I am in Extension with one of my duties being to discuss supplying N to
crops via organic sources, and am always interested in additional pieces of
this puzzle. As you mention, there is a lot we do not know about
decomposition, N availability following decomposition and soil microbial
ecology. You mention a few specific examples that are interesting, though.
I was wondering if you have any citations from the scientific literature
that address the Azotobacter aspect of this issue and the statement that
synthetic fertilizers harm Azotobacter. Thanks.
From: Ronald Nigh <email@example.com>
To: firstname.lastname@example.org <email@example.com>
Date: Tuesday, November 03, 1998 11:56 AM
Subject: Sawdust, nitrogen and the organic mythos
>This thread is a little stale now-I was unable to respond to it earlier-yet
>I think it has brought up a number of very important issues that were only
>left half resolved.
>The low N availability in the presence of sawdust is predicted roughly by
>current models of soil organic matter, though the fit is not so good as to
>convince us that we really know everything we would like to know about the
>soil ecology involved. We think of N as 'limiting factor' on the
>process-thus recommendations such as were made to add synthetic N salts to
>the sawdust manure mixture. But this is a cop out. It is like having a
>broken wind mill and 'fixing it' by hooking the pump up to an electric
>motor-it solves the immediate problem of pumping water but it doesn't
>achieve the real goal which is to pump water cheaply from wind energy.
>Spaying N fertilizer on your compost supplies the temporarily scarce N to
>the plants, but it doesn't reach the real goal which is to tune the soil
>microbiology so that sufficient N is built up naturally. In fact, the
>synthetic N actually disrupts that microbiology and is, therefore
>counterproductive, not to mention expensive and environmentally unsound.
>This is the real organic mythos; not slavish rejection of chemicals just
>because they 'aren't organic' as one poster suggested, but a commitment to
>farming with natural sources of fertility. It can be done, as has been
>demonstrated time and again, despite the dire predictions of those who see
>the soil only as a chemical system. The key is to create the conditions
>for the microorganisms who perform the functions we want. Organic farmers
>have a lot of practical experience with this but our scientific knowledge
>is still rudimentary. One key organism seems to be Azotobacter-this
>aerobic, free-living bacteria does almost everything we want. It fixes
>nitrogen, using as an energy source recalcitrant subtrates such as
>lignins-celulose mixture in wood and straw and produces extracellular slime
>that binds soil particles into crumb structure. It probably does not do
>this alone but in symbiosis with fungi and protozoans, etc and it likes to
>have sufficient Ca and P around for maximum activity. It is also more
>effective in well-structured soils where abundant anerobic microsites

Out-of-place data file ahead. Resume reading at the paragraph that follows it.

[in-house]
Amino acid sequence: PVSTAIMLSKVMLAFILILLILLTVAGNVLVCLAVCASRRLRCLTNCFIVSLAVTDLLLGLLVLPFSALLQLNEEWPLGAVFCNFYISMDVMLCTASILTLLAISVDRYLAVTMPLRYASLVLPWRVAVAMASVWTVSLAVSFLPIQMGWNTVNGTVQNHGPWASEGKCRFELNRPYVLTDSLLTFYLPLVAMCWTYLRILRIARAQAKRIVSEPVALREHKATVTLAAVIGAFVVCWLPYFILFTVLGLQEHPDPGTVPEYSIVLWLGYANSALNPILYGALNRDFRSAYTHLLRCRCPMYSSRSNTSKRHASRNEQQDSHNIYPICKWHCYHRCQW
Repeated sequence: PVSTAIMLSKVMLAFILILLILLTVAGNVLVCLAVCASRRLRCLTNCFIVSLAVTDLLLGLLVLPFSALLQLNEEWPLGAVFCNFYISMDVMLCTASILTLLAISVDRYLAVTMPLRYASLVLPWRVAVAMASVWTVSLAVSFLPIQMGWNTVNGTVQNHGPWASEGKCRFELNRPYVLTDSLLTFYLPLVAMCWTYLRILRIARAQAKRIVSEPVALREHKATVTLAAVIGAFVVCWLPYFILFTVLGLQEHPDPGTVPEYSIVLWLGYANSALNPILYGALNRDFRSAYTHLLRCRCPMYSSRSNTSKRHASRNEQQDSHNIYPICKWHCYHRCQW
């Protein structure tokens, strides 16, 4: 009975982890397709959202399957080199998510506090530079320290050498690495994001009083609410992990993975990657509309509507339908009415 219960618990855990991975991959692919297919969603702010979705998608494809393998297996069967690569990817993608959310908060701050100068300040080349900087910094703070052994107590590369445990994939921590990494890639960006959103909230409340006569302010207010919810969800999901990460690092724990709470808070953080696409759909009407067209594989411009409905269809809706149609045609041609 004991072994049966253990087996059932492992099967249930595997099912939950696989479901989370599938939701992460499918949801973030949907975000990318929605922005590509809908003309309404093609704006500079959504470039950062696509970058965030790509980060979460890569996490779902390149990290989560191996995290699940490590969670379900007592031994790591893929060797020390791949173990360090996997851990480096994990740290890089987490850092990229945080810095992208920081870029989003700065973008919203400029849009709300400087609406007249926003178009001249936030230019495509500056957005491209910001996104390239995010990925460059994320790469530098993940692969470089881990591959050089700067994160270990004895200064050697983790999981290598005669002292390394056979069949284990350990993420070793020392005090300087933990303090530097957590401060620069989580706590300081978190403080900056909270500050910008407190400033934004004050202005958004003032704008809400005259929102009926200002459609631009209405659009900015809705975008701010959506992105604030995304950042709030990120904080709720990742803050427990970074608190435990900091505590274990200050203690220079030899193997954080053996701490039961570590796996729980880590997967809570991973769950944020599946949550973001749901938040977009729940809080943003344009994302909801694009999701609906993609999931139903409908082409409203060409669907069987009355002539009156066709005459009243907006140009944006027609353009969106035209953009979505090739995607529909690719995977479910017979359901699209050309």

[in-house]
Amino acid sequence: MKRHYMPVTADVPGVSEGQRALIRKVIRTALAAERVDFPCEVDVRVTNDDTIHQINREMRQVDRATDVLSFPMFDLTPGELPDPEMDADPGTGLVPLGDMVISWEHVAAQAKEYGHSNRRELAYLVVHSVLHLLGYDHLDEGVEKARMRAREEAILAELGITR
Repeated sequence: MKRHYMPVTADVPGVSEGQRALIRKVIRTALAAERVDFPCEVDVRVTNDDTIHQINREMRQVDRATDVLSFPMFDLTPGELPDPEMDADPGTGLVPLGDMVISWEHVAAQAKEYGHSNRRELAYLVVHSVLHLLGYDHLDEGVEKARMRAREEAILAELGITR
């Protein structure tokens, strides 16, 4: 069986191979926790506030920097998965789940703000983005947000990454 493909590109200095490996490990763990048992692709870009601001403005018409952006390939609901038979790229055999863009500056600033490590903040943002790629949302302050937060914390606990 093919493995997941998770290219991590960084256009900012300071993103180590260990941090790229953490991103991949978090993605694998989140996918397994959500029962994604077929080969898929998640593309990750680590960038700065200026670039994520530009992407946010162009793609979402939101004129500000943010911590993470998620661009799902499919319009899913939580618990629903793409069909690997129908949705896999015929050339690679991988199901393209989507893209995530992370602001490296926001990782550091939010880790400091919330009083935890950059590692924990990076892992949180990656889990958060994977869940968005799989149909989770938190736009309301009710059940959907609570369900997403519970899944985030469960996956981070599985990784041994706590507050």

>provide reduced fermentation products as energy sources. On the other
>hand, its activity is immediately suppressed by the addition of N
>Azotobacter is just one that we know a little bit about-clearly many other
>organisms are involved in the natural cycles of fertility in a productive
>organic field and the use of chemicals probably always plays havoc with
>these systems. That is why chemicals are not used in organic farming under
>I might add that in raw sawdust, as one poster pointed out, toxic natural
>organic substances-tanins, terpines etc.-- can be present that inhibit
>microbial activity and therefore could affect the availability of N or
>other nutrients in the early stages of decomposition.
>In practical terms what this means for the use of sawdust bedding as an
>organic fertilizer is: compost the mixture so that the decomposition of
>the wood fibers is largely achieved before being applied to the soil. This
>would involve mixing with a Ca source, ashes and probably more organic
>matter since I would suspect that the micture of manure, urine and sawdust
>still starts out with a fairly low C:N (and high P) which is not usually
>desirable for composting. (This depends on a number of factors including
>the time frame and the kind of compost you actually want at the end of the
>Designing a simple system of earth worm composting is an excellent
>alternative, resulting in a superior compost with ideal effects on soil
>microbiology in many cases (not always, nothing works everywhere) Another
>alternative would be to use this substrate for mushroom production,
>producing an excellent compost and a valuable cash crop. These two
>approaches can be combined.
>Another possible solution is sheet composting (i.e. applying directly to
>the field and waiting for decompositon to occur before planting) which was
>suggested by the original poster. This might work, but would depend on a
>number factors such as soil type and climate, timing and other things. Its
>principal advantage is that it is easy. It would not be the preferred
>approach in most cases.
>Sawdust animal bedding is a valuable ingredient for organic fertilization.
>It is important to experiment in your situation to find the use to which it
>can best be put.
>Regards to all,
>Mexico, D.F. & San Cristóbal de Las Casas, Chiapas
>Tel. y FAX 525-666-73-66 (DF)
> 529-678-72-15 (Chiapas)
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